Government, NY Times Join Forces to Evict Business Owners

By Jeff McKay | July 7, 2008 | 8:20 PM EDT

( - A New York State government agency is forcing a group of business owners to leave their property by condemning it. That clears the way for a new skyscraper to go up - an office building that will house the New York Times.

Critics complain city taxpayers will foot part of the bill.

In a deal struck by the Empire State Development Corporation, a group of Midtown Manhattan buildings - just a block from Times Square - will be torn down. The land will then be leased to the New York Times, which plans to build a million-plus square foot office tower that will also include leased commercial space.

Some say the deal gives the land to the New York Times for "pennies on the dollar."

In a New York Times story dated October 25, 2001, the New York Times called the now-condemned block, "a shabby blend of sex shops, prostitution, loitering, and drug dealing." The report was entitled, "Blight to Some is Home to Others."

But others disagree. "In reality, the ESD (Empire State Development) is condemning an entire block of thriving small businesses along 8th Avenue between 40th and 41st Streets so that the Times can erect a new building," said Manhattan Libertarian Party spokesman Jim Lesczynski.

"This will be at the expense of property owners, tenants and taxpayers. This New York Times plan is simply a case of the government helping the politically powerful at the expense of the less fortunate," according to Lesczynski.

Property owners were informed by letter that their buildings would be condemned and that they would have to move. They were also notified that since the state was taking over the condemned property, those who currently leased space in the buildings would have to pay their rent to the state, leaving some building owners paying both a mortgage and rent.

A check on one of the buildings in question, a 16-story structure owned by Sidney Orbach and his family, shows that two of his 16 floors are currently leased by fashion designer Donna Karan and one of those floors is used as a gallery and showroom.

Orbach's building had a 100-percent occupancy rate before the state condemned the property. He claims that over the years, he's had to turn away companies and individuals who wanted leases in his building.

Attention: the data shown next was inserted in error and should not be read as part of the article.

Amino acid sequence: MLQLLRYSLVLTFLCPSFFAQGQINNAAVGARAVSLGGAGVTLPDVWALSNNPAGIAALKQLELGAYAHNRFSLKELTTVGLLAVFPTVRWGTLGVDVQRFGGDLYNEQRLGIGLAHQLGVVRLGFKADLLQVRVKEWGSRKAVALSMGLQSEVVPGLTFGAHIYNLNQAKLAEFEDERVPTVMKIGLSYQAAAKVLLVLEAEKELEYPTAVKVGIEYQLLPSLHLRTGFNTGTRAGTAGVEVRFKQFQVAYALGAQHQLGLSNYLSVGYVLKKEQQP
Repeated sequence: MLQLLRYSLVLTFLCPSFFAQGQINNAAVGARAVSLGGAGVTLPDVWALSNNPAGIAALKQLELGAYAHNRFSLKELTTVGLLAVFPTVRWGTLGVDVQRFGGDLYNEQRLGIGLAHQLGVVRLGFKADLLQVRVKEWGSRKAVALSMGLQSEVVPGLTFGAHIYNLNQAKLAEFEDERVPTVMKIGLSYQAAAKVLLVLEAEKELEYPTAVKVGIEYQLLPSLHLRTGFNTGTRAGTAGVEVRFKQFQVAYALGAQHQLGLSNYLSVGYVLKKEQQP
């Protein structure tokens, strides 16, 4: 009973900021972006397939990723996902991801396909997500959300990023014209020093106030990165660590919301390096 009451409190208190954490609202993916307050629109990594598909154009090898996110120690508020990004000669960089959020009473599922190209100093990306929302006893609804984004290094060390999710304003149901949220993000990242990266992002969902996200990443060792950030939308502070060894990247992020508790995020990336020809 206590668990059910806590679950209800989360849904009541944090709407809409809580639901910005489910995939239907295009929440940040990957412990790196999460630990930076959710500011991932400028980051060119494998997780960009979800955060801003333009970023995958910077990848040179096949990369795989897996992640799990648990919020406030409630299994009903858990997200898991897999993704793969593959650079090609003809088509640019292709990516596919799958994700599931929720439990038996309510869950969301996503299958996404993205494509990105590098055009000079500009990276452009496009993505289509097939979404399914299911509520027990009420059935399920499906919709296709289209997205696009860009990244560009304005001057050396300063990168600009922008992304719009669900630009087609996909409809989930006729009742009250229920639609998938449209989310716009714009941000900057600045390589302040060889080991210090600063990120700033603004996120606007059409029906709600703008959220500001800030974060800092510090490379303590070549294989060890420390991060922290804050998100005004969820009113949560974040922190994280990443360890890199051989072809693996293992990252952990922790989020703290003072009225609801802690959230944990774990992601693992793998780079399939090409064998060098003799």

Property owners are also outraged that they had no say in what is happening to their businesses. They feel they are pawns, pitted against a government machine that plays favorites.

"I was never asked if I wanted to sell," said Orbach.

Orbach said a lot half the size of the one the New York Times wants - and located in the same area - recently sold for approximately $180 per square foot. The deal the newspaper struck is expected to cost it only $60 per square foot, well below market value for Midtown Manhattan and the Times Square district.

Current real estate market values of office and commercial space in the area range from $100 to $40 per square foot.

"The UDC is offering this deal to the Times at 10 to 15 cents on the dollar," said Orbach. "The deal has nothing to do with dilapidated buildings or urban renewal. This has everything to do with the government and the powerful New York Times."

"Corporate welfare and eminent domain abuses like that practiced by The New York Times threatens the rights and welfare of all New Yorkers," said Libertarian gubernatorial candidate Scott Jeffrey.

A spokesman for the New York Times declined to comment, citing the ongoing legal matter.

According to court records, the state and city signed a deal with the Times and Forest City Ratner Companies, which included a 99-year lease totaling $85.6 million-well below market value, according to experts. The deal also includes $26 million in tax cuts for the Times.

In addition, if a court sets the condemnation price higher than $85.6 million, the developers would have to come up with the extra money. However, the Times and Forest City will be able to deduct the extra cost, meaning taxpayers will cover all costs above $85.6 million.

Forest City Ratner Companies is headed by Bruce Ratner, a well-known fundraiser for both former Mayor Rudy Giuliani and former President Bill Clinton.

It was Ratner who earlier this year spearheaded a campaign to produce a "politically correct" statue, replacing two of the three white firefighters captured in a world-famous photo of the flag raising at Ground Zero with a more diverse grouping. The move outraged both firefighters and the public and was later scrapped.

The Empire State Development describes itself as "dedicated to creating jobs and encouraging economic prosperity by strengthening and supporting New York State businesses." Charles Gargano, who was appointed to this post by Gov. George Pataki, heads this state office.

The tax breaks and anticipated subsidies to be granted to the New York Times are expected to cost taxpayers nearly $100 million.

In 1994, the city of New York gave the Times a $29 million tax break to build a new printing plant in Queens, rather than relocate to New Jersey.

The proposed plans for the New York Times skyscraper includes 52 floors and well over 1.3 million square feet of space, of which only 900,000 square feet will be used by the Times. The rest of the space - mostly the skyscraper's upper floors - will be leased.

This, in turn, will make the Times the landlord of over 400,000 square feet of prime real estate.

"It's so abusive -- the tactics they are using. They are pressuring tenants to move out," Orbach stated. "When I came to America, I could never believe that this could happen here. To me, this is very reminiscent of Nazi Germany."